Surrealism as the madness of banality

On the works of Stefan Serneels

The mysterious works of the Belgian artist Stafan Serneels seem to perceive the everyday life, however recognizable, in a highly personal manner, as in the loneliness of insanity. In his drawings and paintings for example Serneels establishes unusual connections between elements that are on their own ordinary, suggesting an unknown individual experience. His surrealistic style is averse to frivolity. Like in the work of Neo Rauch it remains pointedly serene, which for example stems from the depressed body language and facial expressions of the depicted characters. Absurdity is taken seriously in Serneels’ work, so that it all the more evokes a feeling of alienation.

As a result the everyday scenes gain an almost theatrical weightiness, which reminds you of the play The Homecoming of Harold Pinter, where a creepy atmosphere is created in the most domestic environment. In Serneels' series of paintings The Hikikimori studies (2007) ‘Hikikimori’ for instance refers to a Japanese phenomenon where young persons choose to lead a hermit ' s life. In all their banality the living rooms in these paintings particularly create the impression that something is not right.
Because the furniture and the wallpaper for example have a 'grantparental' style and the works are mostly painted in black-and-white, a certain melancholy is evoked. Most strikingly however, this feeling occurs as a kind of intangible recognition, where the logic of the domestic is subverted. On the one hand recognizable matters seem to lose there everyday meaning as they are deformed and intermingled. On the other hand some trivial forms or objects, like a black spot, a straw or a cactus, precisely seem to gain a special meaning, when the characters pay attention to them or when they are depicted several times. As a spectator you do not have insight into this special meaning. The isolation and insanity of the 'hikikimori' are expressed by the suggestion of an incomprehensible logic. Like the evident is contrasted with the unintelligible, so is, stylistically, the beautiful, the complete opposed to chaos. Among figurative forms unrecognizably abstracted forms are placed, which underline the irrational threat expressed in the work.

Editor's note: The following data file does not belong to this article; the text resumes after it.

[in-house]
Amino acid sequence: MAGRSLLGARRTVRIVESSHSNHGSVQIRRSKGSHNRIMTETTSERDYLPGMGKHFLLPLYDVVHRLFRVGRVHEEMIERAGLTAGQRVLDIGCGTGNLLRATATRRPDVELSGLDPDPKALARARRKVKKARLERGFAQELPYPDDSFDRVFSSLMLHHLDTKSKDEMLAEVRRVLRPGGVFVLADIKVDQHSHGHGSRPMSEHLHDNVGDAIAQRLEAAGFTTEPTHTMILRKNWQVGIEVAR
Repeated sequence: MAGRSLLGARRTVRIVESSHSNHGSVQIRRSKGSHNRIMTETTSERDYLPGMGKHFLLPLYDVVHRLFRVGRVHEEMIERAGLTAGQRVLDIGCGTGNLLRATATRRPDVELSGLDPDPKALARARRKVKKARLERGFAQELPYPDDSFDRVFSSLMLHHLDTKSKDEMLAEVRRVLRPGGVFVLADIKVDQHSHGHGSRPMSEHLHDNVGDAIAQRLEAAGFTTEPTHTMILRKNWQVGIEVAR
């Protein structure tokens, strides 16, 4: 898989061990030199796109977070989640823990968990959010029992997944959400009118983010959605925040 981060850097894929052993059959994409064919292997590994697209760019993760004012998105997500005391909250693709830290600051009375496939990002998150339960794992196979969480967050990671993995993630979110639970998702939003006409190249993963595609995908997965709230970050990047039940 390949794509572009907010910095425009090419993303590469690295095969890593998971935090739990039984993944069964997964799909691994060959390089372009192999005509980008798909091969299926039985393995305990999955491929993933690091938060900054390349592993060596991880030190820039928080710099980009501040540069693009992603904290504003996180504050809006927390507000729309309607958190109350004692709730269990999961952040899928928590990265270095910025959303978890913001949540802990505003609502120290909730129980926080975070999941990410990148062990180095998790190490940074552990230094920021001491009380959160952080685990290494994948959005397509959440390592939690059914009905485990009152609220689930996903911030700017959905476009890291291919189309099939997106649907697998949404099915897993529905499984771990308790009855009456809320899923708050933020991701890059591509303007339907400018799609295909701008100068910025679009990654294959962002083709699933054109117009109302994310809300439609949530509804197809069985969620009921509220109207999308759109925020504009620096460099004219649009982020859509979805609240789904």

Serneels also made a short film on the subject of ‘Hikikimori’ , named Hikikimori style (2007). Here we see a character who again isolates himself in an outmoded room. He spends his time with, among other things, stamping a book using ink and a piece of potato. As pieces are cut from the film and the actions of the character rhythmically 'jump' to the most essential parts, their ritual meaninglessness becomes even more striking and even humorous. The threat of insanity and isolation is sought by Serneels in the absurdity of the ordinary but is at the same time being countered by it and made more light-hearted.

When the character ends up in another dimension through a hole in his mattress, he still cannot escape from his ordinary existence. From this other world he returns with only a wrapped up human figure, to which he cannot relate and which turns out to be nothing more than an insignificant object. He stamps the figure many times with a piece of potato, just like his book, after which he finally puts it away in his mattress again. Because Hikikimori style is in the strict sense a story without a point, it demonstrates that when you cannot find any significance to life, only the logic of the ritual remains.

Serneels' work emphasizes that a personal experience is unique because it cannot be precisely shared with others, but also because it cannot be precisely repeated or remembered. Especially his sculptures bring attention to this. In Restpiece 2 (2001-2002) a replica of a mattress is hung to the ceiling with ropes. While nothing remains of the mattress itself, its copy, which consists of white clay, has crossed to a colder, more 'bathroom-like' atmosphere. A hole in the mattress replica and the whitely stained bedstead beneath it suggest that an event has taken place. It seems that a sleeping person, maybe in a dream, has fallen through his mattress. But if this 'decomposed' bed portrays a dream state, it has nothing magical. If the sleeping person has had a meaningful experience, then the sculpture can only suggest this vaguely, like a memory of a dream. The only actual thing that remains is trivial reality.

Van de Vel Matthias, 2007